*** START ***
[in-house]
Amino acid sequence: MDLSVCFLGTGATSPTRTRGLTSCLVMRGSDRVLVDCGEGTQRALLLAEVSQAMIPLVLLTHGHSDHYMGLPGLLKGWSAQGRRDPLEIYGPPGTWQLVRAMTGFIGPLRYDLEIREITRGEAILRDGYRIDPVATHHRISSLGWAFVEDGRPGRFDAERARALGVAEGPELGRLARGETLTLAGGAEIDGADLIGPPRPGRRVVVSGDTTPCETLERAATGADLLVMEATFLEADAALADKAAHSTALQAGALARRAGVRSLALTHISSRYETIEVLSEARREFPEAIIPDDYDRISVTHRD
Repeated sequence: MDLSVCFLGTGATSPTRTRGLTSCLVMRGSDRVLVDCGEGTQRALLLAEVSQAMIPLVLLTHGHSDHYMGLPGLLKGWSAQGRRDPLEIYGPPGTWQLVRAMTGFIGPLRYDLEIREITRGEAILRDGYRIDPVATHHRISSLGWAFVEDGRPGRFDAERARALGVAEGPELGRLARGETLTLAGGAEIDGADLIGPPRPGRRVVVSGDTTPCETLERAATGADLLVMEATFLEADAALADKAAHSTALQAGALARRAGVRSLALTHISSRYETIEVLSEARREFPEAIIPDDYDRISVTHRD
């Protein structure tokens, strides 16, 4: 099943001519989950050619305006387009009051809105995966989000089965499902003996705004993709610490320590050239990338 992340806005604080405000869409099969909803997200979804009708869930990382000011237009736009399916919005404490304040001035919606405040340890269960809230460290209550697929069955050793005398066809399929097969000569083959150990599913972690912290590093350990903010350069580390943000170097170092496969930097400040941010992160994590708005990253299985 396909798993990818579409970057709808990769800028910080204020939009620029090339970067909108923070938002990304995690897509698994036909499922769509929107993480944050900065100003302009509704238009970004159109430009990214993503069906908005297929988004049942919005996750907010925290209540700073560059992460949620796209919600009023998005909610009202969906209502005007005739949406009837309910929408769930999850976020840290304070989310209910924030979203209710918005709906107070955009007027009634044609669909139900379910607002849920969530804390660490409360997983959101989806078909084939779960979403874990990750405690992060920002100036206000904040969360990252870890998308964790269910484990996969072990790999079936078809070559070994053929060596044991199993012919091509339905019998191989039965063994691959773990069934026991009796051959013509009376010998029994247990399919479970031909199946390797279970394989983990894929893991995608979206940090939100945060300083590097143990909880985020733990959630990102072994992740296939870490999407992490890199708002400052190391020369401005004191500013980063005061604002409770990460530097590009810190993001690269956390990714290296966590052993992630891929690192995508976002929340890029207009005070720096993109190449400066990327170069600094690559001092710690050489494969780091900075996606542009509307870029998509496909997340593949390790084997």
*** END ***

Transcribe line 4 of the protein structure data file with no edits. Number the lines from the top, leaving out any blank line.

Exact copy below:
């Protein structure tokens, strides 16, 4: 099943001519989950050619305006387009009051809105995966989000089965499902003996705004993709610490320590050239990338 992340806005604080405000869409099969909803997200979804009708869930990382000011237009736009399916919005404490304040001035919606405040340890269960809230460290209550697929069955050793005398066809399929097969000569083959150990599913972690912290590093350990903010350069580390943000170097170092496969930097400040941010992160994590708005990253299985 396909798993990818579409970057709808990769800028910080204020939009620029090339970067909108923070938002990304995690897509698994036909499922769509929107993480944050900065100003302009509704238009970004159109430009990214993503069906908005297929988004049942919005996750907010925290209540700073560059992460949620796209919600009023998005909610009202969906209502005007005739949406009837309910929408769930999850976020840290304070989310209910924030979203209710918005709906107070955009007027009634044609669909139900379910607002849920969530804390660490409360997983959101989806078909084939779960979403874990990750405690992060920002100036206000904040969360990252870890998308964790269910484990996969072990790999079936078809070559070994053929060596044991199993012919091509339905019998191989039965063994691959773990069934026991009796051959013509009376010998029994247990399919479970031909199946390797279970394989983990894929893991995608979206940090939100945060300083590097143990909880985020733990959630990102072994992740296939870490999407992490890199708002400052190391020369401005004191500013980063005061604002409770990460530097590009810190993001690269956390990714290296966590052993992630891929690192995508976002929340890029207009005070720096993109190449400066990327170069600094690559001092710690050489494969780091900075996606542009509307870029998509496909997340593949390790084997």